From 1979 to 1992, Britain’s Labour Party lost four consecutive general elections to the Conservatives. From 1997, “New Labour” won three consecutive elections and governed the United Kingdom for 13 years. From 2010, Labour has lost three consecutive elections. Since 2015, the party has been led by Jeremy Corbyn, formerly a fringe left-wing backbencher and long critical of NATO and the European Union, and it has become the largest political party in Western Europe by membership. How did the party’s leftists wrest power from the centrists? Will Labour win the next general election and how would it govern the country? What can the American Democratic Party learn from Labour’s left turn?
On June 14, Foreign Policy at Brookings hosted David Kogan, the author of “Protest and Power: The Battle for the Labour Party” (Bloomsbury, 2019), a history of the party from the 1970s to the present, described by The Times as “meticulously researched and balanced…by a writer with sources at the highest level across different wings of the party.” A historian, Kogan has worked in U.K. and U.S. media as a journalist and senior executive at the BBC, Reuters Television, and Magnum Photos, and authored a previous history of Labour (“The Battle for the Labour Party,” 1981).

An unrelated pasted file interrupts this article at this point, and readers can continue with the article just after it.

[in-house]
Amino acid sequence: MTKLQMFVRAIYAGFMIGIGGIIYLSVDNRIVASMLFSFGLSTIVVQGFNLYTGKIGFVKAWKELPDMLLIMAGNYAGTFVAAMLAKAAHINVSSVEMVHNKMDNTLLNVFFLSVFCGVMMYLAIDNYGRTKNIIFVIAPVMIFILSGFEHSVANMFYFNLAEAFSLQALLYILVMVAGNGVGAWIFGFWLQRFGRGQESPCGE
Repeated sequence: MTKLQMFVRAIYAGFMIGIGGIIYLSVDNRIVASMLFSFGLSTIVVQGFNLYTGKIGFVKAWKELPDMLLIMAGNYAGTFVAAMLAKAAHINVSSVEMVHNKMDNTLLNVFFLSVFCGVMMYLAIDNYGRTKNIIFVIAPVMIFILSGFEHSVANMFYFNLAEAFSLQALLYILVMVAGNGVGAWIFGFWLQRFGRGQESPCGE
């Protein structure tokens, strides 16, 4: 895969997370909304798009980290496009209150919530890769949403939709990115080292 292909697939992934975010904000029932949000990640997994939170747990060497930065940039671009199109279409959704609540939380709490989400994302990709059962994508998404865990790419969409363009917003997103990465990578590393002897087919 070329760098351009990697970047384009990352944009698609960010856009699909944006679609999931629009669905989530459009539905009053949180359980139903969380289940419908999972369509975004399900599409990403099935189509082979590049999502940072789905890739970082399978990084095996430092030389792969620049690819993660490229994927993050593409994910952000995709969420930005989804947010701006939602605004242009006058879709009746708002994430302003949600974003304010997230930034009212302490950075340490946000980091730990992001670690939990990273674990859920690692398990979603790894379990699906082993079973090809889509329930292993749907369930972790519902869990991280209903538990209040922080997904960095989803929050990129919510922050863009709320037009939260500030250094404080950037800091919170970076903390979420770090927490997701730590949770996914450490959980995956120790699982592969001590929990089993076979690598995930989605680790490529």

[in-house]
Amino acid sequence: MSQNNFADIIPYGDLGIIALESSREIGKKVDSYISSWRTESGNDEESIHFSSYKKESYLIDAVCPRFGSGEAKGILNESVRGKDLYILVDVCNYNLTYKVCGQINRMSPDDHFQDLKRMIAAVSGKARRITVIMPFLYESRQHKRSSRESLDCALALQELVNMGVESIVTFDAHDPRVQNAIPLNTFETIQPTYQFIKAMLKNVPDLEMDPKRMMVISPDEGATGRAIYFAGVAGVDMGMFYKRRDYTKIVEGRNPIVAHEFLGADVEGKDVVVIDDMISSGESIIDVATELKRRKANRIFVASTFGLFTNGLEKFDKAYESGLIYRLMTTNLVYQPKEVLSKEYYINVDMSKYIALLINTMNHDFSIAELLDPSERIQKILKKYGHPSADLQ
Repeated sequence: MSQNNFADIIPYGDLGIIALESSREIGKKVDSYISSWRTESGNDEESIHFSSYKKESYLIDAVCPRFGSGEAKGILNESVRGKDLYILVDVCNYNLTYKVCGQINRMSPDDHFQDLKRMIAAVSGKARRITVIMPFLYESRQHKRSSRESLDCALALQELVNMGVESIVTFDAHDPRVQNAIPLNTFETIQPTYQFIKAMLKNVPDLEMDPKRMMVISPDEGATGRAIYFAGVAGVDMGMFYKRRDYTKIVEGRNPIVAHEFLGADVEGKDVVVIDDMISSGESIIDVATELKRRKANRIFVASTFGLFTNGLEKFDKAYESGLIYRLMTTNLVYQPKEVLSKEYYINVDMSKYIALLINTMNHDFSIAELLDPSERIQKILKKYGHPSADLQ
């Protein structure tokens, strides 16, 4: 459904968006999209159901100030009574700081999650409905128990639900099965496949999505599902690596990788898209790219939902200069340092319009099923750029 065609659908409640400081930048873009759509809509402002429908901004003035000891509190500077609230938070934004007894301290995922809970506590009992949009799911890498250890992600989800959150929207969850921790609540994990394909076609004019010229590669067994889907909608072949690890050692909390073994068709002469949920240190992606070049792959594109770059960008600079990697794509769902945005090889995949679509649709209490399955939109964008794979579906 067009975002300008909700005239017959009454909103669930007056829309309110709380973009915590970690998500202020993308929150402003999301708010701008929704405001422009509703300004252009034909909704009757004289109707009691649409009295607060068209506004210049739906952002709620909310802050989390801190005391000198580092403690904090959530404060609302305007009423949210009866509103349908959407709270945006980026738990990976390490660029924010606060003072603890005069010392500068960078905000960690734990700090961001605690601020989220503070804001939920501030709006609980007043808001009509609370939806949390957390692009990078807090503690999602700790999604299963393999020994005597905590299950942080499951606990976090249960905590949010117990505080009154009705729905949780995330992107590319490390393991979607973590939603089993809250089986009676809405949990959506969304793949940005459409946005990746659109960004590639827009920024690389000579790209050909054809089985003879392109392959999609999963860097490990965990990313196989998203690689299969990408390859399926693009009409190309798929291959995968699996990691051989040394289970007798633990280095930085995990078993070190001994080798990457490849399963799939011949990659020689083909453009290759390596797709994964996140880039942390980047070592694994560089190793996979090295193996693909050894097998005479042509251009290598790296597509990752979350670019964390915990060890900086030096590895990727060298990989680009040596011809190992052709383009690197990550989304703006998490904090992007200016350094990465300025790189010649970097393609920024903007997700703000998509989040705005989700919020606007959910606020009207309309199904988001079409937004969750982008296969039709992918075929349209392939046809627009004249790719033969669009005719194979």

Following remarks by Kogan, Thomas Wright, director of Brookings’s Center on the United States and Europe, moderated a conversation with Kogan and Amanda Sloat, Robert Bosch Senior Fellow at the Center on the United States and Europe.
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The Biden administration has a pretty good idea of what it wants from Europe, which is to go along with their China policy. They are less clear about what they type of Europe they want. Ultimately, if Biden wants a Europe that competes with China he will have to change how the US thinks about the EU, strategic autonomy, burden sharing, and trade.